In order to see the advantages of the high deductible (HD) option, you need to understand the health savings account (HSA) option as well. Understanding both plan features will help you determine the best option for you and your family.
The HD plan has lower premiums but higher deductibles vs. the point of service (POS) option. The HD plan allows you to choose the providers that you want to see without network restrictions. With the exception of wellness and preventive care, which are covered at 100%, you pay the full out-of-pocket expenses until you meet your deductible. Once you meet the plan deductible, the reimbursement for expenses is 85% (vs. 80% with the POS option). Unlike the POS plan, you must submit your expenses to be reimbursed.
One of the biggest advantages of the HD option is the HSA. In addition to other important features, the HSA can help you put aside money to meet the high deductible requirement.
The HSA is only available with a high deductible medical plan and offers you a tax-advantaged way to save for your healthcare costs now and in the future. An HSA account allows you to put aside pre-tax dollars into what can be considered a medical savings account to use to pay deductibles and out-of- pocket healthcare expenses. As long as you use the funds to pay for eligible medical expenses as defined by the IRS, you are never taxed on either the funds or earnings. In addition to the tax-free contributions and earnings, Ogilvy CommonHealth Worldwide supplements your account to help meet those higher deductibles by making an annualized contribution to your account of:
- $500 for Employee Coverage
- $750 for Employee + 1 Coverage
- $1,000 for Employee + Family Coverage
Since it is designed to be a savings account, you are not at risk for losing unspent money at the end of the year. Your dollars roll over from year to year and earn interest tax-free. You may also change the amount you choose to save at any time during the year. Once your balance reaches $2,000, you can invest your money in a manner similar to a 401(k), where you determine how to allocate your funds. Because you own your HSA, you keep it even if you change health plans or jobs.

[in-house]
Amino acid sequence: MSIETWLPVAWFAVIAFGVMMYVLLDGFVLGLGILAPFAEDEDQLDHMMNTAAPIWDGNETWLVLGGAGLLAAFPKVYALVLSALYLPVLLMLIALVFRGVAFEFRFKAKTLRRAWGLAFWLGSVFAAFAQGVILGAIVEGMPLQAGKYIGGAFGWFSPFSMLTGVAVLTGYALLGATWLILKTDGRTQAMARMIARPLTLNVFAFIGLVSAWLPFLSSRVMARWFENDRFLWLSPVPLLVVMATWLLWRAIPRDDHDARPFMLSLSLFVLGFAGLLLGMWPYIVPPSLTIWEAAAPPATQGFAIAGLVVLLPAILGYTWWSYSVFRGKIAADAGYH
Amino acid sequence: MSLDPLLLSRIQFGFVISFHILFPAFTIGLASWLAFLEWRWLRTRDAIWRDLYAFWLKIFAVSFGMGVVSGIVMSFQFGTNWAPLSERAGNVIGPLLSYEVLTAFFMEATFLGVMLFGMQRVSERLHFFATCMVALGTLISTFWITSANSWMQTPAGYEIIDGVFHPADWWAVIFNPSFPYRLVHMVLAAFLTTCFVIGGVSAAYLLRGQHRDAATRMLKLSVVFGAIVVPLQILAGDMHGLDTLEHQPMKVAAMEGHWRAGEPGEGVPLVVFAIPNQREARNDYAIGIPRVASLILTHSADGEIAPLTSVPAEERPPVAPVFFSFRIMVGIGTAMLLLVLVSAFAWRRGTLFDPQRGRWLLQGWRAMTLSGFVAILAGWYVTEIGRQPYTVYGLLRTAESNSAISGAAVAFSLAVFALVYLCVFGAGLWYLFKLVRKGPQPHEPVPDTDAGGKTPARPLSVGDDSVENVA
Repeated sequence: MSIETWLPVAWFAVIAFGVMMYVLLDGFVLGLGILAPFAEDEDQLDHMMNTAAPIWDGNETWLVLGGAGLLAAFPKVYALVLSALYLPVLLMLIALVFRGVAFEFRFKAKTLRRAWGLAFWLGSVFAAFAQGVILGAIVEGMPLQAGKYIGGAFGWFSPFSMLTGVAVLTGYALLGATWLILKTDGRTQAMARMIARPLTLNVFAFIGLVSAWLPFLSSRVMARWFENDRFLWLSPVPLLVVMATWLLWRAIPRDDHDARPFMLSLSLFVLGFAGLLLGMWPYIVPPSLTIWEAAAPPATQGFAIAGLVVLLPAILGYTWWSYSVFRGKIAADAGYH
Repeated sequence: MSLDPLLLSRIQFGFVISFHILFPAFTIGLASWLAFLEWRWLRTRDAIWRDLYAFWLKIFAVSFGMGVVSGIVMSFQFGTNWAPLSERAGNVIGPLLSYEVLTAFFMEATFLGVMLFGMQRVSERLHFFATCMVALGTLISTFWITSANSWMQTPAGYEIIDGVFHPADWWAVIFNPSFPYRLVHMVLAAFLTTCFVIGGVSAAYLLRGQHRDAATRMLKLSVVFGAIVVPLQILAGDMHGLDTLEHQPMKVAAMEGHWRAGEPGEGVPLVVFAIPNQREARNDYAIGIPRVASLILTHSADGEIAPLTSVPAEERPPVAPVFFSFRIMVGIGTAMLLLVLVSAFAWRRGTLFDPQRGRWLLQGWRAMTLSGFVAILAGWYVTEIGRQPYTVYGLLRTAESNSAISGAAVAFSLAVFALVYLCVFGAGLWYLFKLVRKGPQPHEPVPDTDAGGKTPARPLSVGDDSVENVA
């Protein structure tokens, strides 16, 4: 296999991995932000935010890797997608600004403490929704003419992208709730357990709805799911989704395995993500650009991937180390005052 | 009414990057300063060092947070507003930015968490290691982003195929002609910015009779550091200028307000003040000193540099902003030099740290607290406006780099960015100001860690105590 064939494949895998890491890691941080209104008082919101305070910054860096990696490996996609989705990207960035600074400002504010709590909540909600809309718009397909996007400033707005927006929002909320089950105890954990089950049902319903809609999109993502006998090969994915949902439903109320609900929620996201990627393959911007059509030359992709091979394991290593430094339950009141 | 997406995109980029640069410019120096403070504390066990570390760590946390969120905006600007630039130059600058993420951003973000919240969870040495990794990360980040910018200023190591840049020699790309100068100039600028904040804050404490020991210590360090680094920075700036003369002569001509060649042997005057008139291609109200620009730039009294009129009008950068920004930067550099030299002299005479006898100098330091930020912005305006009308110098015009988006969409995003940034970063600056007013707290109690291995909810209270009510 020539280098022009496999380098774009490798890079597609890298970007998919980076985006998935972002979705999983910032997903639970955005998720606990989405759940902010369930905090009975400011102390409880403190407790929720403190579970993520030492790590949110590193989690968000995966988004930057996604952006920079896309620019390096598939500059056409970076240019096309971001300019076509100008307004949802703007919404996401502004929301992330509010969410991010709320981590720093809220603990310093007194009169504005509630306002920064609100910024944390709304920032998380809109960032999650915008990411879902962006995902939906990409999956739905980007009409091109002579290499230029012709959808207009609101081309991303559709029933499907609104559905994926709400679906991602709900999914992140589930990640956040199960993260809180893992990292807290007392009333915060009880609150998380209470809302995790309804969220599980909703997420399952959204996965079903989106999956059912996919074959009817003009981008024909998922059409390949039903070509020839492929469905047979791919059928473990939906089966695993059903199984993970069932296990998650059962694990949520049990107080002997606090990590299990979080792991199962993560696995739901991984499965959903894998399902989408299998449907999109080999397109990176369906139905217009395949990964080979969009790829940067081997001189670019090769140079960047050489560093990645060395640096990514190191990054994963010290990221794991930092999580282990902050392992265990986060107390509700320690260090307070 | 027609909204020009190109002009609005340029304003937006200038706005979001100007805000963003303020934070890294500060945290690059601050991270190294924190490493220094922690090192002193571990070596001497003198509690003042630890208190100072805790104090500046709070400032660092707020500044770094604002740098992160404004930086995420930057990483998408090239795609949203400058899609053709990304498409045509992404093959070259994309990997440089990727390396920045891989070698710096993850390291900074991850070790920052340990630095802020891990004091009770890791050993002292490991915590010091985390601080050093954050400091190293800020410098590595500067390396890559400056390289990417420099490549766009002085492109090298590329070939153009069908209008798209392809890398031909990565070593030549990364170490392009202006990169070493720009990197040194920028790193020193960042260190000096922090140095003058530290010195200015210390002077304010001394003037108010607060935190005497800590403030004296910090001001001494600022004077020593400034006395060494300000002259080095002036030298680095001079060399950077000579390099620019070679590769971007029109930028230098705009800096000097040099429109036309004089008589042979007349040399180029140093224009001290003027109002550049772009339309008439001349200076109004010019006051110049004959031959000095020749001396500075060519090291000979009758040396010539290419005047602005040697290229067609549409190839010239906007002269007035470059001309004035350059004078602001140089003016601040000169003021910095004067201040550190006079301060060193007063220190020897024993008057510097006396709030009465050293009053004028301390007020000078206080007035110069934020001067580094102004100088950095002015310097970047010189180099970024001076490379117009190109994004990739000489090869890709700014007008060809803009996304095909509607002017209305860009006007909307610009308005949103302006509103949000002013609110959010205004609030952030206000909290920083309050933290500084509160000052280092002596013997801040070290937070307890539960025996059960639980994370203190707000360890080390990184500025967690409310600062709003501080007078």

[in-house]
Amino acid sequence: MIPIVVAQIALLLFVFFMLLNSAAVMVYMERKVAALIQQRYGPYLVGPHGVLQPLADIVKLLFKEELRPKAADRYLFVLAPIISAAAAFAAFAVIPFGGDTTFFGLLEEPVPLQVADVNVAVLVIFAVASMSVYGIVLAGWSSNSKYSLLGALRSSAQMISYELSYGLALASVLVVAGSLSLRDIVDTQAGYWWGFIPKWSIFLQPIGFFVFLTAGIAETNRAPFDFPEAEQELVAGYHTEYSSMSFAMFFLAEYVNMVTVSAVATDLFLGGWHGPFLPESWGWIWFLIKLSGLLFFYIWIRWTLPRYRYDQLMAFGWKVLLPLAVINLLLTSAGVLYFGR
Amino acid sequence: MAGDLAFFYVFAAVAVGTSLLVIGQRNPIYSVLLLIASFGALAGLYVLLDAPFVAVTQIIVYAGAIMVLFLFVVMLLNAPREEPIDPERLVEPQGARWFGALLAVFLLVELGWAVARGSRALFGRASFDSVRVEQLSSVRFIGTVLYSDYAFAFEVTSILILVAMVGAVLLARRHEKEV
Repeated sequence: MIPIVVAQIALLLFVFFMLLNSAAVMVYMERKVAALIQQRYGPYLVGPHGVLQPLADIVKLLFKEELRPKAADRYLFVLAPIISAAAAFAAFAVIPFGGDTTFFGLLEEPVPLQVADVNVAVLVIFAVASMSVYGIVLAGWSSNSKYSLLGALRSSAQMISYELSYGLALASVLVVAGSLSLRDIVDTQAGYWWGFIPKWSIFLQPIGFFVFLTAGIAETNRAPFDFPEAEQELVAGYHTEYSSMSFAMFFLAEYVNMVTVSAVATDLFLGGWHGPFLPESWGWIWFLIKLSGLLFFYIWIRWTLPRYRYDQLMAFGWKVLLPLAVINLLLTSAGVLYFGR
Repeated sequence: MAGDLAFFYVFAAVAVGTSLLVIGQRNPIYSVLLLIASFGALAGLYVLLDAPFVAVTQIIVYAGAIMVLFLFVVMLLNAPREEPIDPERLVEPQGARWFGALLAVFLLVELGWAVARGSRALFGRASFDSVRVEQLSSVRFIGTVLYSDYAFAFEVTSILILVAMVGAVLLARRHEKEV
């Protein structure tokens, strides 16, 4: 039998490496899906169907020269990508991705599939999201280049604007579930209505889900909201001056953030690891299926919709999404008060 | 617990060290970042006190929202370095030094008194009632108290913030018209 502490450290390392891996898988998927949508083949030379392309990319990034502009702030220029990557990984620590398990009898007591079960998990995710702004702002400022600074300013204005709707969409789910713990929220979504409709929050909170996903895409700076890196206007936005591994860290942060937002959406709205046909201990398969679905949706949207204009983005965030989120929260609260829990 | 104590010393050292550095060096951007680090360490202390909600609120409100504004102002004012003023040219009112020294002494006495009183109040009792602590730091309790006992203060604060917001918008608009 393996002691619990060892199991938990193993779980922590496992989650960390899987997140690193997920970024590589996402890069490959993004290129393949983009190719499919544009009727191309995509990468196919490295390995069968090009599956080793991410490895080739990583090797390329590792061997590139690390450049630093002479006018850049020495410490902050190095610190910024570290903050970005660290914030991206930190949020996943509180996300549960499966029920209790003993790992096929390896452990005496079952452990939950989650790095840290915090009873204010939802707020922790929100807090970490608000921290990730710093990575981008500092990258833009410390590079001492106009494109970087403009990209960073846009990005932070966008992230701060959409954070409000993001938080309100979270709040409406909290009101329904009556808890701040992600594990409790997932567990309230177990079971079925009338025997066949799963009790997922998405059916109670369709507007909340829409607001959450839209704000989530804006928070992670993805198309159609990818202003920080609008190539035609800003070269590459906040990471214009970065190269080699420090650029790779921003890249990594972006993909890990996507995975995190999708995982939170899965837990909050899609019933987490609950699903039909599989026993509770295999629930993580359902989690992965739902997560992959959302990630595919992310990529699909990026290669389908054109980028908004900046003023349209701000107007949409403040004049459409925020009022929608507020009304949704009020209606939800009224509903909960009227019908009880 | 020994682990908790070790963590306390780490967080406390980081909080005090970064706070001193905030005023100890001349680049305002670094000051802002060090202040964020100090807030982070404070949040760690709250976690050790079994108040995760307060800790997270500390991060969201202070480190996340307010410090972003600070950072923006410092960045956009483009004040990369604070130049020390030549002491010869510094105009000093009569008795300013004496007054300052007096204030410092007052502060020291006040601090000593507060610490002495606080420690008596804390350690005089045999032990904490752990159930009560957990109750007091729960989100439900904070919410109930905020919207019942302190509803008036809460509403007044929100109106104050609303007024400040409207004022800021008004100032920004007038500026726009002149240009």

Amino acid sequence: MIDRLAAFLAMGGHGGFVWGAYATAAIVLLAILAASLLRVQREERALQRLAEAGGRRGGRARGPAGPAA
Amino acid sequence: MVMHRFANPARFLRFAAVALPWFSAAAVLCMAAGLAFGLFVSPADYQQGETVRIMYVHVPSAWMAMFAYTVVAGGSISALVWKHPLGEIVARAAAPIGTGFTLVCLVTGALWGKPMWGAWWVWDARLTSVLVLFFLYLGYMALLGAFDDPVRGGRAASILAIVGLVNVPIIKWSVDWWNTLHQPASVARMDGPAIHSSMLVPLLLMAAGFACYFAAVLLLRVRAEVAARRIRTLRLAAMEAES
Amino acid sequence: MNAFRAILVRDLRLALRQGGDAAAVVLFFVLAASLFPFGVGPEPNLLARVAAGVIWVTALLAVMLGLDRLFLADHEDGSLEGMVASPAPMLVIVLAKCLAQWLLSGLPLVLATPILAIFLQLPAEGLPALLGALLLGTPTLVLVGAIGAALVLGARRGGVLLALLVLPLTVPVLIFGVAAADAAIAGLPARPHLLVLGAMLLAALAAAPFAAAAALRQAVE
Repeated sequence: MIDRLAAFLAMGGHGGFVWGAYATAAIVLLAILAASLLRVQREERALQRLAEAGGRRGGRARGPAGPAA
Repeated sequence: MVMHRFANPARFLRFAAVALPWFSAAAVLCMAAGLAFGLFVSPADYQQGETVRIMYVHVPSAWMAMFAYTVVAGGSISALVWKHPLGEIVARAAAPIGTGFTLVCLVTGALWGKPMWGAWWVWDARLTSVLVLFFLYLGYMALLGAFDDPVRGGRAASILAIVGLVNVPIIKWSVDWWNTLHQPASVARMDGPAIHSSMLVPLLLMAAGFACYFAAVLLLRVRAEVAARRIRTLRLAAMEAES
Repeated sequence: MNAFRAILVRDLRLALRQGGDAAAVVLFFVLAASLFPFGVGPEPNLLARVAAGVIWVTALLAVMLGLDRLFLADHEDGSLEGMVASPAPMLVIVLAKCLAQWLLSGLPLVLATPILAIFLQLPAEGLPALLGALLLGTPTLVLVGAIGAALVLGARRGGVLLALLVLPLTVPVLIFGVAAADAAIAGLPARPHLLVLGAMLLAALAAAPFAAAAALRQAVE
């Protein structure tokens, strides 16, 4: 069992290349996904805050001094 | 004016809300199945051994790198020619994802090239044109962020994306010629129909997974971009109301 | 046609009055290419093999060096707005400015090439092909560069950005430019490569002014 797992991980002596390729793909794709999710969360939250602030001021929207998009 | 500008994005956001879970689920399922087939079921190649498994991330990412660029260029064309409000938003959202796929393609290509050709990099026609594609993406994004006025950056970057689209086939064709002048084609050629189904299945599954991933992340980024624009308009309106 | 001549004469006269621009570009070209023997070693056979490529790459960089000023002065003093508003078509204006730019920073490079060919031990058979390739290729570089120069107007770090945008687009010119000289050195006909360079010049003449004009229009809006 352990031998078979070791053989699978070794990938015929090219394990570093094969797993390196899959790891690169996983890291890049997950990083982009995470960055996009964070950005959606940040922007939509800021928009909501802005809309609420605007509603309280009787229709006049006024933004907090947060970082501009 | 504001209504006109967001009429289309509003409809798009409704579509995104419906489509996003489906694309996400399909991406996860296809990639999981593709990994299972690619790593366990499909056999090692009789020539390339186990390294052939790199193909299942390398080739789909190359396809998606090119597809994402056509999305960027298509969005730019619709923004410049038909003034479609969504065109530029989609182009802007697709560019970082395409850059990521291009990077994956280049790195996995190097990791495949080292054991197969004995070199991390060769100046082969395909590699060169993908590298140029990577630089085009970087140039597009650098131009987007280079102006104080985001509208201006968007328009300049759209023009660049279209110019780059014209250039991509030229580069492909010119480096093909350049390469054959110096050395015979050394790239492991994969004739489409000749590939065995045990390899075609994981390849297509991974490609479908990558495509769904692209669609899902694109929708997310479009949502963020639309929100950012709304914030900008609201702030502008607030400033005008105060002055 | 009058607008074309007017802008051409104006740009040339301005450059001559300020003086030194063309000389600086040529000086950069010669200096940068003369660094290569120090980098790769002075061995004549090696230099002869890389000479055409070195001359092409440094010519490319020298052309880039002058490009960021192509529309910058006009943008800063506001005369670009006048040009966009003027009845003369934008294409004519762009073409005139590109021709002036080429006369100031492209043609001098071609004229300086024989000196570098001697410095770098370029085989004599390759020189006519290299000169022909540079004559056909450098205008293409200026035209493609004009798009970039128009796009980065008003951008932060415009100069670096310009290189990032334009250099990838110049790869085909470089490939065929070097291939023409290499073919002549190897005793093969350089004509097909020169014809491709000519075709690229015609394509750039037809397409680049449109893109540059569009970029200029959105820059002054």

In 2013, the HSA allows you to put aside a maximum of $3,250 per individual or $6,250 for family. These maximums include employer contributions. There are some restrictions on HSAs, including reimbursement for domestic partner expenses and Medicare recipient eligibility. To see more information, visit Aetna’s website to watch a video on the HSA option.
Healthcare expenses continue to rise. How you prepare for these expenses now can have a big impact on your ability to meet future expenses after retirement, a time when you will probably need to rely on your healthcare the most. The HSA account allows you to save now toward that goal and pay fewer taxes as you do so. But only you can decide what is right for you and your family. Understanding more about your options should help you in making the choice that is best for you. Aetna has a great primer that discusses important things to consider when reevaluating your health benefits. In addition, for more tools and information to help you in your decision, go to Aetna Tools and Information.
*Disclaimer: The information in this article is not intended to be a description of the details of each plan or program. Accordingly, if there is any discrepancy or conflict between this article and the governing plan documents, then the plan documents will govern. In addition, this article is intended for information purposes only and is not meant to offer advice or opinions as to what medical plan benefit is best for you and your individual needs.
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